I have forgotten more about economics than I ever knew, and I hope to demonstrate that here today. While many people seem to be losing their heads over yesterday’s rise in the inflation figures, I’m long enough in the tooth to remember a time when such statistics would have been viewed with envy. Certainly inflation is high by recent standards and heading in the wrong direction, and the price of some household staples and essentials has risen by far more than the headline inflation rate – perhaps I am complacent because my recent shopping basket included two plasma-screen TVs, so presumably bringing my personal inflation rate down even as the rise in the price of milk and bread popped a few quid on the top of my weekly shop – but I still don’t think the current situation quite deserves the media’s hyperbole, even if over time it may do. After all, if it is generally held that Labour inherited a fairly benign economic situation from the Conservatives in 1997, and if inflation is now at an 11-year high, then from a different perspective aren’t we are back where Labour came in, in fairly benign times? My fears are reserved for the precarious future, rather than the somewhat over-egged present.
But my main thought today is for Alistair Darling’s response to those inflation figures. While obviously trying to play down concerns, alleging that the British economy is well placed to weather this economic storm, an assertion for which there is no evidence whatsoever, he was still anxious to stress that the recent rise in prices emphasised how important it is to bear down on wage increases in both the public and private sectors so we can avoid a horrific wage-price spiral.
True enough, in principle; but if, as is generally believed, the current inflation is largely due to the rise in commodity prices, then in the first instance inflation will continue to rise regardless of any wage restraint. If inflation is running at 4-5%, do we really need to be talking about pay rises of around the 2% mark to fight the good fight on inflation? If anything isn’t the opposite the case, that such a cut in real wages, while being marginally anti-inflationary, could cause more problems as people have even less cash to spend at the shops, so tipping us further into recession, and that rather than donning the hair-shirt we should be looking at reasonable rather than restrictive pay rises? We can overdo this wage restraint lark, can’t we?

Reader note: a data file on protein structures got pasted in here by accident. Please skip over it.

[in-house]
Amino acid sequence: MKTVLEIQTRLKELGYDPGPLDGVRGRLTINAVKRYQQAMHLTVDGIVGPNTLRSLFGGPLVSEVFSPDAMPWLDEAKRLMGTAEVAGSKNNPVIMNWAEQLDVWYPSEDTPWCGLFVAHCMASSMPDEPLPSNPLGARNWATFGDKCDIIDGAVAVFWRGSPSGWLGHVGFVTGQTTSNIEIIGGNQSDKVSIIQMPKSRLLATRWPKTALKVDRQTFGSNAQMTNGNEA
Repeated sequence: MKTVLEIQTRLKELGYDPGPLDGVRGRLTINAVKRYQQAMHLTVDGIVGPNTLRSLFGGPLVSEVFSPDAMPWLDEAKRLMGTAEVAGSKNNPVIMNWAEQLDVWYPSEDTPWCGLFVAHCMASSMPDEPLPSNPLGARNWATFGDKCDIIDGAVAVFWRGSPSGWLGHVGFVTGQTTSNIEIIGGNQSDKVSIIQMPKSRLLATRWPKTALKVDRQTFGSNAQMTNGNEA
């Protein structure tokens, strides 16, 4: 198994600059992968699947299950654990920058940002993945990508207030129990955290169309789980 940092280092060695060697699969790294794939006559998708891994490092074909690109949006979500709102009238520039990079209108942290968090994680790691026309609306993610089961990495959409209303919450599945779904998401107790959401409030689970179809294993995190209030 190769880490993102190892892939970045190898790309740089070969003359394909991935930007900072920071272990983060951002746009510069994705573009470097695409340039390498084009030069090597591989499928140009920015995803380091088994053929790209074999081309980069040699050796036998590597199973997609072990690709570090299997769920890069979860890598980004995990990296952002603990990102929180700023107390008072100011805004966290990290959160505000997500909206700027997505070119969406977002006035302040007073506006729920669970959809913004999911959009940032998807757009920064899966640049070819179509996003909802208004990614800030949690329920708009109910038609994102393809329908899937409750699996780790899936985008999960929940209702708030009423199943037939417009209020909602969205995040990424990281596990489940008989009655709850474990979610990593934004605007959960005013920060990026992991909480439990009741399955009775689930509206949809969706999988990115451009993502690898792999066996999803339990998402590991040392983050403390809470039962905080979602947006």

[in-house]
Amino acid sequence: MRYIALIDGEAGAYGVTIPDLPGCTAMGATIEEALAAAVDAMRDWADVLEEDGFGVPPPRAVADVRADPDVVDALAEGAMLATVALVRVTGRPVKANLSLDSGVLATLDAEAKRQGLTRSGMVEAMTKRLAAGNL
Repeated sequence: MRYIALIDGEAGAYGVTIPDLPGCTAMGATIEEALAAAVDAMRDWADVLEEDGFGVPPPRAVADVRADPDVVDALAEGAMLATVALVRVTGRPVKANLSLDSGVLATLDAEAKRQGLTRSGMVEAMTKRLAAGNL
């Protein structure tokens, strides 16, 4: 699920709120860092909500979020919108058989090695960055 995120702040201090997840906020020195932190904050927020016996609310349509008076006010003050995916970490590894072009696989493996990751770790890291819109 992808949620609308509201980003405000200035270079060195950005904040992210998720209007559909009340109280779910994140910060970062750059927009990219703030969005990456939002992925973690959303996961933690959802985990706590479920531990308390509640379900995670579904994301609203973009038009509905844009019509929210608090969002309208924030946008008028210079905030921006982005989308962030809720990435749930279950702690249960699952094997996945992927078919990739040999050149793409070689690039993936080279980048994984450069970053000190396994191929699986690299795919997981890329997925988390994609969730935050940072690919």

I can assure you that you can forget any idea that I am motivated in saying this by the fact that my wage negotiations are starting soon and the Chancellor’s inflation line is bound to be mentioned as once again we are likely to get offered 0% of bugger all (now look who’s indulging in a little hyperbole.) Similarly, you can dismiss any thought that Alistair Darling’s statements are in any way predicated upon wanting to keep some sort of lid on the public finances, rather than purely fighting the doughty fight against the inflation menace.
What of our Shadow Chancellor then? George Osborne was on Newsnight last night and in a rush of blood to the head appeared to offer a policy. The government should cut tax on fuel, he said, so to help hard pressed families. How to square that with the Conservative’s green agenda? Well, with a piece of nonsense called the “fuel stabiliser” Osborne said a Conservative government would then raise fuel tax as the price of oil falls. For a Tory, a Tory, to suggest a policy that so neuters the price mechanism seems quite astonishing to me, but this went unchallenged by interviewer Gavin Esler. I have little faith in this Labour government, but the prospect of the Conservatives in power quite scares me; not because their ideology is repellent, and not because they have generally run scared of announcing what they would do if or when they form the next government (which seems a perfectly reasonable political strategy,) but because whenever they are asked what could or should be done about the problems we are facing at the moment, when the silence isn’t deafening their response is so utterly fucking clueless.